Think of the highly successful people you know. They didn’t get there by sitting around. Most likely, they possess daily habits, which reflect discipline and awareness that if you want to achieve great things you need to be at the top of your game physically and mentally.
This is why so many executives get out of bed early, exercise daily and practice meditation.
Here’s what experts have found regarding the importance of exercise.
- Not exercising is worse for you than smoking.
This is according to the researchers at the Cleveland Clinic Foundation in Ohio, who studied the mortality rates of 122,007 adults who performed exercise stress tests on a treadmill at their facility between 1991 and 2014. They determined that the people with the highest level of cardiorespitory fitness had the lowest risk of dying. Put another way, unfit individuals with the lowest levels of aerobic ability have a mortality risk greater than people who smoke or have coronary artery disease or diabetes.
- Exercise doesn’t have to be formal.
What’s more important is finding ways to be active throughout the day. Steven Handel, in his book Small Habits, Big Changes: How the Tiniest Steps Lead to a Happier, Healthier You, calls itan “everything counts mindset.” It’s an attitude wherein you understand that doing even a little bit of exercise is better than non at all. Don’t have time for a half-hour walk or jog? Can you spare 5 minutes instead? Handel suggests finding activities you actually enjoy but get you moving, such as going to a batting cage, throwing a ball around or doing a set of pushups or sit-ups between activities or whenever you walk into your bedroom.
- Strength training is important, too.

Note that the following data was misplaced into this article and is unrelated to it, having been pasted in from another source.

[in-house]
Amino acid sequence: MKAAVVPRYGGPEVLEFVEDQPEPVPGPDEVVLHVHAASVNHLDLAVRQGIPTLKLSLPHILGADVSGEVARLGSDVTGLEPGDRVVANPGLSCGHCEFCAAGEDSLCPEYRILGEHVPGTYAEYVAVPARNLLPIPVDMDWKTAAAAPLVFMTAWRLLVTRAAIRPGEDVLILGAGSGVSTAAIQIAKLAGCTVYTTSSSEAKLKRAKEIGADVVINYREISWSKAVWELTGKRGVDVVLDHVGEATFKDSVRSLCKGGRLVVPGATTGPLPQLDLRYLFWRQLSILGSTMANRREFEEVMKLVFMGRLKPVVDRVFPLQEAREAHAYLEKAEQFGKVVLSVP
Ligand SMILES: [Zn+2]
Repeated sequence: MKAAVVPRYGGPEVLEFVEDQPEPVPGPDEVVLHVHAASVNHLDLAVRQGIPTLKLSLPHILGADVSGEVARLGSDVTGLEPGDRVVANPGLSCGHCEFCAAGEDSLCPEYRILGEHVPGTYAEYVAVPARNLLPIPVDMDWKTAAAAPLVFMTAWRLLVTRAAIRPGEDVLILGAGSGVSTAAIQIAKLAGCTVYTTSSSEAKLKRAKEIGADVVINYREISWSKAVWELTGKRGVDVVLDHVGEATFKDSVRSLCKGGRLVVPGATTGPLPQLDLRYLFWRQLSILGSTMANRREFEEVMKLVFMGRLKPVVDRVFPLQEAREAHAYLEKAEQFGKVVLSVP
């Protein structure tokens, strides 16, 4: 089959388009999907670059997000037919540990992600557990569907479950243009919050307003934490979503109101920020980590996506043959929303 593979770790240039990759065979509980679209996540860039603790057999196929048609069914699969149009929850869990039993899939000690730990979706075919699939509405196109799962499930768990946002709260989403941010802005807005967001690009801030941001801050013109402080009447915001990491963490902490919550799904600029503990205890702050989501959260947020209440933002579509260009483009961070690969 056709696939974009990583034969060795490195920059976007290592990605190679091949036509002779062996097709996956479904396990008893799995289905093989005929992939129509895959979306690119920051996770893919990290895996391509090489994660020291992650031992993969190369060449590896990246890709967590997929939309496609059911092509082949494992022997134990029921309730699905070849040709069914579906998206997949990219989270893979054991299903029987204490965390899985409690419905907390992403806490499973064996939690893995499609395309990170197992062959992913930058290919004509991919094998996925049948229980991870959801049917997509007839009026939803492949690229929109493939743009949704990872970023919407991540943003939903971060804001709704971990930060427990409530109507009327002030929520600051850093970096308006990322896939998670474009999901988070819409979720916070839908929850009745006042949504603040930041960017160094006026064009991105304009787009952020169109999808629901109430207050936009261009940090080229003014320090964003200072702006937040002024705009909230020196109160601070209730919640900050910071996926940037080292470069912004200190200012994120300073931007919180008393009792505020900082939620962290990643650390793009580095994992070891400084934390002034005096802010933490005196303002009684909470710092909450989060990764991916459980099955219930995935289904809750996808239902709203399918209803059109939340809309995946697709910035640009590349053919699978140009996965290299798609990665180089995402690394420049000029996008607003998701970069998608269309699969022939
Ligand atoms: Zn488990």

I don’t agree with the “too” qualifier at all. As I’ll explain at the end of the post, strength training is of utmost importance.
Let’s get back to what we were saying.
According to research conducted at the University of Michigan, people with low muscle strength (I would prefer muscle mass), are 50 percent more likely to die prematurely, compared to “strong” individuals. You don’t necessarily have to go to the gym for this, bodyweight exercises such as pushups, sit-ups, or body squats can be done anywhere and necessitate no equipment.
According to Harvard Medical School, it only takes 20 minutes of training a day and you should start seeing noticeable results in as little as 4 weeks.
- My comments.
As I briefly touched upon above, resistance training is very important. What should be underlined is that it is the most efficient way to increase your muscle volume and strength, and maximize your cardio vascular fitness.
If you are not a “gym rat”, you can accomplish much by exercising 15 minutes, once a week. Two times a week, when you start.
Please read the following posts:
“Super Slow”, February 16, 2015, and
“Super-Super Slow”, June 17, 2015.
To get the details and reasoning behind Super Slow Training, I suggest you read the below book.
That’s it for now; see you all the next time.